Review: LOVE QUIRKS at AMT Theater

Performances through September 2nd

By: Jul. 13, 2022
Review: LOVE QUIRKS at AMT Theater
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Review: LOVE QUIRKS at AMT Theater
Lauren Testerman, Erin Lamar,
Matthew Schatz, Maggie McDowell
(Photo: Mark Childers)

You can't hurry LOVE QUIRKS. After a 27-month hiatus due to the 2020 pandemic, the award-winning musical has returned to off-Broadway with 18 songs and some timely Tinder wisdom: being "single and ready to mingle" means recognizing quirks, ignoring smirks, and rejecting jerks.

The 90-minute show's range of up-tempo duets, poignant solos, and harmonized quartets explores the risks and rewards of pursuing love in contemporary New York City. Four characters, each having been burned by love more than once, intersect in quarters so tight that all conversation (and any potential fraternization) is everyone's business.

Platonic roommates Stephanie (Lauren Testerman) and Lili (Maggie McDowell) share an apartment that has recently been vacated by Ryan (Erin Lamar), a gay teacher who is Grindr-savvy and hopeful that "the eighth time's a charm." Chris (the incoming heterosexual roommate played by Matthew Schatz), has a relationship history that includes an ex-fiancé who still has his grandmother's ring. He's straight-but-not-narrow, feeling wounded, and more in his element at a Yankees game than playing the field.

Without exception, the ensemble is strong from start to finish. Along the way, Lamar delivers understatedly some of the funniest songs: "Straight Boys," "Um, Yeah" and "Haven't You Noticed" (a duet with McDowell). In "...Noticed," the optimistic Lili downplays several clues and cues of her partner's gay identity. Finally adopting a new affirming frame of mind, she chooses an alternative to "louses with spouses" -- a nap.

Although Seth Bisen-Hersh's music and lyrics do most of the heavy lifting around relationships, Mark Childers' book also digs up some roots to gender conflict. Describing a disturbing concession stand situation at a baseball game, Stephanie says "He did not touch me but yes it was harassment. The things that came out of his mouth. That he thought that would work on any woman, anywhere. Tell me something. Where do men learn pickup lines?"

CHRIS: "Middle school."

Testerman won me over with two very different but equally powerful songs: "I'm Not Interested" and "Waking," the former describing the need for rebuffing advances while the latter reveals more about her internal growth: "So many changes, I floundered my dream. Lost my self-confidence and self-esteem. I lost the girl who I used to be. Something I couldn't foresee...I woke up no longer me."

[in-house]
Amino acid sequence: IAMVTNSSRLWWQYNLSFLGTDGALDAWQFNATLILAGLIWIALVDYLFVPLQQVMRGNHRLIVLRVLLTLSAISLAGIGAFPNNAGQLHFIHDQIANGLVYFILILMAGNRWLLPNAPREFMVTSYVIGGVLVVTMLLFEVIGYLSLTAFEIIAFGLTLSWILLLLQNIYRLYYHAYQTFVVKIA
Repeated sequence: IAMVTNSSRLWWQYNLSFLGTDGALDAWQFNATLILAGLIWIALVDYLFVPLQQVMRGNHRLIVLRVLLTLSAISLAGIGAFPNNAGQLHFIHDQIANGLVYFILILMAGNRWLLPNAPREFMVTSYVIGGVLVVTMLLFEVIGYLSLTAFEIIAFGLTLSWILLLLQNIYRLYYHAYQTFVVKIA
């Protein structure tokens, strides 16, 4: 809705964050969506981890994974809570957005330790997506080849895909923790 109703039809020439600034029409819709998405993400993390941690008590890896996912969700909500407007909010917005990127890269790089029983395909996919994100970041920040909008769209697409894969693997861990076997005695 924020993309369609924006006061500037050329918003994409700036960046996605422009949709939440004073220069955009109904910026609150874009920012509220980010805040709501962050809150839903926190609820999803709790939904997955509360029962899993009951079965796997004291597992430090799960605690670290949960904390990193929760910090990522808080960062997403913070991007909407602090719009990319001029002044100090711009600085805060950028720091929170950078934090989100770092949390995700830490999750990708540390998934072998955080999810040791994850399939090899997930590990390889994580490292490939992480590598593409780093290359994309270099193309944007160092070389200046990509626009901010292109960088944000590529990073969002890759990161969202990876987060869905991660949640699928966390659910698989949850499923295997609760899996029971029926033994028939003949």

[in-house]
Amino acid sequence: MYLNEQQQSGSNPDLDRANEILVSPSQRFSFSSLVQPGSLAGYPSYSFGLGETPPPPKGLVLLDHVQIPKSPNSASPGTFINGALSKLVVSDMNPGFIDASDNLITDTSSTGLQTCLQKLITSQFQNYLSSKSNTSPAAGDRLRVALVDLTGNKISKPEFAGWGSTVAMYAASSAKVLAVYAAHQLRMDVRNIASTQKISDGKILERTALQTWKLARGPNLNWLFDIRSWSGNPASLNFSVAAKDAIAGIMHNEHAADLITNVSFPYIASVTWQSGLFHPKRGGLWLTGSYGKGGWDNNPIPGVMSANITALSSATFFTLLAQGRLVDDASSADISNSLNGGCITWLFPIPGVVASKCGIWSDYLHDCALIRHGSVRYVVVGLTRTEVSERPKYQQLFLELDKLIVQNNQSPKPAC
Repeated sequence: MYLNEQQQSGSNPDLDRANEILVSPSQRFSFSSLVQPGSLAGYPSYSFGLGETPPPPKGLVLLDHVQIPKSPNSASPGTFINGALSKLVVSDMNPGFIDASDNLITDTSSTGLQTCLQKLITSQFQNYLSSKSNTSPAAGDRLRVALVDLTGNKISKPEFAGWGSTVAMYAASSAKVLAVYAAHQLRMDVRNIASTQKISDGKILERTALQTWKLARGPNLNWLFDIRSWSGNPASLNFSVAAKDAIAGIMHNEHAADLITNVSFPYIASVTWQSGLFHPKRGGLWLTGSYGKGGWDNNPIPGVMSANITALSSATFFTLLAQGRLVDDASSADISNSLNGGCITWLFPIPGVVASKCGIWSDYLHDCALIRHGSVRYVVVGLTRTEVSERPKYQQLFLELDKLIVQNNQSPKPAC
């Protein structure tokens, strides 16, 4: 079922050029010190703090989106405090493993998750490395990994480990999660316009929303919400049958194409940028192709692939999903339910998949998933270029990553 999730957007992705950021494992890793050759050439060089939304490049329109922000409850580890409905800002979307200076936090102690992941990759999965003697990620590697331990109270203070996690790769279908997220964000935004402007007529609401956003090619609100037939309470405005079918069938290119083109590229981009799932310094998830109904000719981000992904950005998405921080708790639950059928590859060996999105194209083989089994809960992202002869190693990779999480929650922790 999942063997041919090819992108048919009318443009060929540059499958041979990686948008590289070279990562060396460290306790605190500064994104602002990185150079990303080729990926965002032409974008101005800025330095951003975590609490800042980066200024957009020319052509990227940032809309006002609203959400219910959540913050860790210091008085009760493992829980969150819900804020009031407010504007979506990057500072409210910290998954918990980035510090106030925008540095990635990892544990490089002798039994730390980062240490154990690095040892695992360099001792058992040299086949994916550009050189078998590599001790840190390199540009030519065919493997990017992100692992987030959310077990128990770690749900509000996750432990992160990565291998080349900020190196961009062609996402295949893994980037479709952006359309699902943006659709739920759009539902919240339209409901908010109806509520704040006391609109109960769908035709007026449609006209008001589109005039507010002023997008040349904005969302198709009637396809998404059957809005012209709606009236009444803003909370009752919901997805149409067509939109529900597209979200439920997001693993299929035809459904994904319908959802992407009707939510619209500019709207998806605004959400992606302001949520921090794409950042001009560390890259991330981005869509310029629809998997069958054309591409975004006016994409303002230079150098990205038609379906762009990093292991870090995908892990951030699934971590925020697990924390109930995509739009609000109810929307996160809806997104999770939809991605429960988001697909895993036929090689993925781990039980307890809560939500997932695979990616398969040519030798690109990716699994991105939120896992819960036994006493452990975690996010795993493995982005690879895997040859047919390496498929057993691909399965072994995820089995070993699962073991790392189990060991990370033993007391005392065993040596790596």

Much of what gives LOVE QUIRKS its emotional resonance is the intimate space in which the actors perform. Whether they're in their apartment, a row of Yankee Stadium seats, giving a Zoom lecture on gender studies, in a therapist's office, or on a first date, the focus remains on their core conflict of looking for love in all the right and wrong places. There is history, there is herstory, and there is a story yet to be discovered.

The show's sound lands with full force; in the performance I attended, some mic-boosted high notes got lost in volume. I later listened to the soundtrack on a streaming platform and savored the playful lyrics, vocal arrangements, and orchestrations.

The red, white, and black set from Josh Iacovellli includes some digital urban projections that add to the "love letter to NYC" vibe. And it's a love letter that never gets old. Nearly 26 years have passed since the now-classic I LOVE YOU, YOU'RE PERFECT, NOW CHANGE started its legendary run at the Westside Theater. Tinder didn't exist then; neither did Grindr. But what better place than in the city that never sleeps to venture out for LOVE QUIRKS?

The foursome's invitation is sincere: "Let's be completely clichéd in love. Having it made in love. Loving and loved, adored and adoring. I am waiting, I'm imploring to be in love."

LOVE QUIRKS won four 2021 Broadway World Off-Broadway Awards, including Best Production of a Musical, Best New Score, Best New Book, and Best Direction of a Musical. The musical features a score by Seth Bisen-Hersh, book by Mark Childers, and is directed by Brian Childers. LOVE QUIRKS runs through September 2nd with performances on Thursdays at 7pm, Fridays - Saturdays at 8pm, and Sundays at 3pm. Tickets are $49 - $79 and can be purchased at HERE. The original off-Broadway cast recording is available on all streaming platforms.


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